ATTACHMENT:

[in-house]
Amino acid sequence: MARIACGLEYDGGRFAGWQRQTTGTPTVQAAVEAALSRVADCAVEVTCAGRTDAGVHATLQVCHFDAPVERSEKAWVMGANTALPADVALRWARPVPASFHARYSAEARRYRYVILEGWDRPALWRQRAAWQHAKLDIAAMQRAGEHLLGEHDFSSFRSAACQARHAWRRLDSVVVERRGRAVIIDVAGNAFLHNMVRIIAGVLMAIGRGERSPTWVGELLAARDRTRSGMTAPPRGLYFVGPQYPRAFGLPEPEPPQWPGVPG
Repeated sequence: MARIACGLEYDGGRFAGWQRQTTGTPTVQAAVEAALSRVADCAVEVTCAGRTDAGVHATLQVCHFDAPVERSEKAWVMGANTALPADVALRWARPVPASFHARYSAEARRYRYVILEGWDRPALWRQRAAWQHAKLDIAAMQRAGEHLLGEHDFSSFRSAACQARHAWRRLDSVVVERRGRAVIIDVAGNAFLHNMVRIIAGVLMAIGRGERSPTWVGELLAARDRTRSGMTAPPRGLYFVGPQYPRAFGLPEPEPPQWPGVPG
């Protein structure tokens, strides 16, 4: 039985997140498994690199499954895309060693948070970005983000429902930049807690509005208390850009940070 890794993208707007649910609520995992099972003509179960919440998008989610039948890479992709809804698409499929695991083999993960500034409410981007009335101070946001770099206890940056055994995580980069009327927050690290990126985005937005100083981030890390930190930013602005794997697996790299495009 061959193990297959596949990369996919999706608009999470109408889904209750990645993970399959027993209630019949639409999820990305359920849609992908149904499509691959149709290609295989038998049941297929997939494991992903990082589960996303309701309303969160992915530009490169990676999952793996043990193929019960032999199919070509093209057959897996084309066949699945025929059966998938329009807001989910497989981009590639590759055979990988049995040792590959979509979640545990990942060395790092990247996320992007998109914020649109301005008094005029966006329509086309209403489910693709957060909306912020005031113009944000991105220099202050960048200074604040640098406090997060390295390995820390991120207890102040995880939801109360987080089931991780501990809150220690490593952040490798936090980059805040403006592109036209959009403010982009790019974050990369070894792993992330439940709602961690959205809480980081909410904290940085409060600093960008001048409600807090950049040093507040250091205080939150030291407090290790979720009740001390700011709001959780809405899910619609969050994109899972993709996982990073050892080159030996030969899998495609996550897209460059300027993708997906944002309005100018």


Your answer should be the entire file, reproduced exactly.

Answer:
[in-house]
Amino acid sequence: MARIACGLEYDGGRFAGWQRQTTGTPTVQAAVEAALSRVADCAVEVTCAGRTDAGVHATLQVCHFDAPVERSEKAWVMGANTALPADVALRWARPVPASFHARYSAEARRYRYVILEGWDRPALWRQRAAWQHAKLDIAAMQRAGEHLLGEHDFSSFRSAACQARHAWRRLDSVVVERRGRAVIIDVAGNAFLHNMVRIIAGVLMAIGRGERSPTWVGELLAARDRTRSGMTAPPRGLYFVGPQYPRAFGLPEPEPPQWPGVPG
Repeated sequence: MARIACGLEYDGGRFAGWQRQTTGTPTVQAAVEAALSRVADCAVEVTCAGRTDAGVHATLQVCHFDAPVERSEKAWVMGANTALPADVALRWARPVPASFHARYSAEARRYRYVILEGWDRPALWRQRAAWQHAKLDIAAMQRAGEHLLGEHDFSSFRSAACQARHAWRRLDSVVVERRGRAVIIDVAGNAFLHNMVRIIAGVLMAIGRGERSPTWVGELLAARDRTRSGMTAPPRGLYFVGPQYPRAFGLPEPEPPQWPGVPG
């Protein structure tokens, strides 16, 4: 039985997140498994690199499954895309060693948070970005983000429902930049807690509005208390850009940070 890794993208707007649910609520995992099972003509179960919440998008989610039948890479992709809804698409499929695991083999993960500034409410981007009335101070946001770099206890940056055994995580980069009327927050690290990126985005937005100083981030890390930190930013602005794997697996790299495009 061959193990297959596949990369996919999706608009999470109408889904209750990645993970399959027993209630019949639409999820990305359920849609992908149904499509691959149709290609295989038998049941297929997939494991992903990082589960996303309701309303969160992915530009490169990676999952793996043990193929019960032999199919070509093209057959897996084309066949699945025929059966998938329009807001989910497989981009590639590759055979990988049995040792590959979509979640545990990942060395790092990247996320992007998109914020649109301005008094005029966006329509086309209403489910693709957060909306912020005031113009944000991105220099202050960048200074604040640098406090997060390295390995820390991120207890102040995880939801109360987080089931991780501990809150220690490593952040490798936090980059805040403006592109036209959009403010982009790019974050990369070894792993992330439940709602961690959205809480980081909410904290940085409060600093960008001048409600807090950049040093507040250091205080939150030291407090290790979720009740001390700011709001959780809405899910619609969050994109899972993709996982990073050892080159030996030969899998495609996550897209460059300027993708997906944002309005100018």